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What Spice Is a Substitute for Turmeric?

by
author image Devra Gartenstein
Devra Gartenstein has owned and run a variety of food businesses for more than 20 years. She has published two cookbooks: "The Accidental Vegan" and "Local Bounty." Gartenstein holds Master of Arts degrees in philosophy and English literature.
What Spice Is a Substitute for Turmeric?
Brightly colored turmeric comes from a tropical rhizome. Photo Credit S847/iStock/Getty Images

Turmeric is a unique spice, with a musky, earthy flavor that gives depth to curries and soups. Its rich yellow color is so brilliant that the spice is sometimes used as a fabric dye. There is no spice that is a reasonably close substitute for turmeric. However, it is often used as part of spice combinations such as curry powder, which won't be glaringly different if you simply leave out the turmeric.

Curry Powder

Curry powders can be very simple, with mainly cumin, coriander, pepper and turmeric, or they can be more complex, with cinnamon, cardamom, fennel and fenugreek, among other spices. There is no single right way to make curry powder, and some curry powder recipes only include a small amount of turmeric, or none at all. When following a recipe that calls for turmeric as part of a curry spice blend, add a little extra cumin to balance the brighter, sweeter flavors such as cinnamon and cardamom.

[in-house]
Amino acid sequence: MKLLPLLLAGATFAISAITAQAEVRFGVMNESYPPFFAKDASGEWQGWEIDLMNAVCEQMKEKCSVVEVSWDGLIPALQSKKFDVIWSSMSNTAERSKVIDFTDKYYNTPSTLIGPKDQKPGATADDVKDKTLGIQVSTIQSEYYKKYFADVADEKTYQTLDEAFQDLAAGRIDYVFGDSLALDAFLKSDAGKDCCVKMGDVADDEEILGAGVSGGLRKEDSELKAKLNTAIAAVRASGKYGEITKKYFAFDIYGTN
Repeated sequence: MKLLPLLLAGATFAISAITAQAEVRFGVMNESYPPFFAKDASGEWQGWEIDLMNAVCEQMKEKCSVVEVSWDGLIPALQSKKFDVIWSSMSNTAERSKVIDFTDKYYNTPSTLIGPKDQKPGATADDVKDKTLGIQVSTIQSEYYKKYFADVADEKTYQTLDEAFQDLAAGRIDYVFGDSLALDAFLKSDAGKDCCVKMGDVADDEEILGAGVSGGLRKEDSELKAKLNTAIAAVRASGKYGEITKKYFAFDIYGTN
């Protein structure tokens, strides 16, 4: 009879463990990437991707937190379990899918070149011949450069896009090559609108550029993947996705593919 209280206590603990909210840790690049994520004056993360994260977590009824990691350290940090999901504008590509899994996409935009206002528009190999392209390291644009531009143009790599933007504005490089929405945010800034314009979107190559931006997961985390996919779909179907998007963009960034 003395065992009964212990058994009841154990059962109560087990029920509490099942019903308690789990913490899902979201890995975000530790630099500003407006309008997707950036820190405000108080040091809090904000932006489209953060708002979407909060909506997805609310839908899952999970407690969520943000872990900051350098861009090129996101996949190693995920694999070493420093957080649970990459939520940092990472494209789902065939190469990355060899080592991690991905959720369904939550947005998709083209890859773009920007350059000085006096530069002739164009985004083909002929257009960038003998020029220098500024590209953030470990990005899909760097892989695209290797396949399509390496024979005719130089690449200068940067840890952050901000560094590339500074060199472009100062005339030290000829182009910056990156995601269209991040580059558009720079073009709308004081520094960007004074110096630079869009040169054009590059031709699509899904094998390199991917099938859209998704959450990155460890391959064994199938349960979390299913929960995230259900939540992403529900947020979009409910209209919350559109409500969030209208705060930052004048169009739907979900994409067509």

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Curry Powder Substitution

Because curry powder includes turmeric and takes its characteristic color from the spice, you can substitute the spice blend for the individual spice. However, if you substitute curry powder for turmeric in a recipe that calls for a combination of individual spices typically used in curry powder rather than the complete spice blend, you should use the blend as a substitute for all of the spices, rather than just the turmeric.

Substituting for Turmeric Color

Turmeric's color is its most distinctive feature. Its flavor takes the background to other curry flavors, but its color stands out and gives the blend its distinctive hue. No other readily available spice provides the same intense yellow, but other spices can partially stand in, providing some brightness and some gold. Saffron has more of an orange tint, but its tone is somewhat similar to turmeric. Annatto seed is also not an exact match, but it colors food a comparable orange-gold.

Turmeric on Its Own

Some recipes, especially African-based curries, use turmeric separately from other spices, as the main seasoning for a dish. Such recipes rely so heavily on the distinctive flavor of turmeric that it's better to wait until you have turmeric available than to make an inadequate substitution. Although it won't give precisely the same flavor, smoked paprika can provide color and muskiness, and mace can provide a pungent spiciness that is somewhat similar to turmeric.

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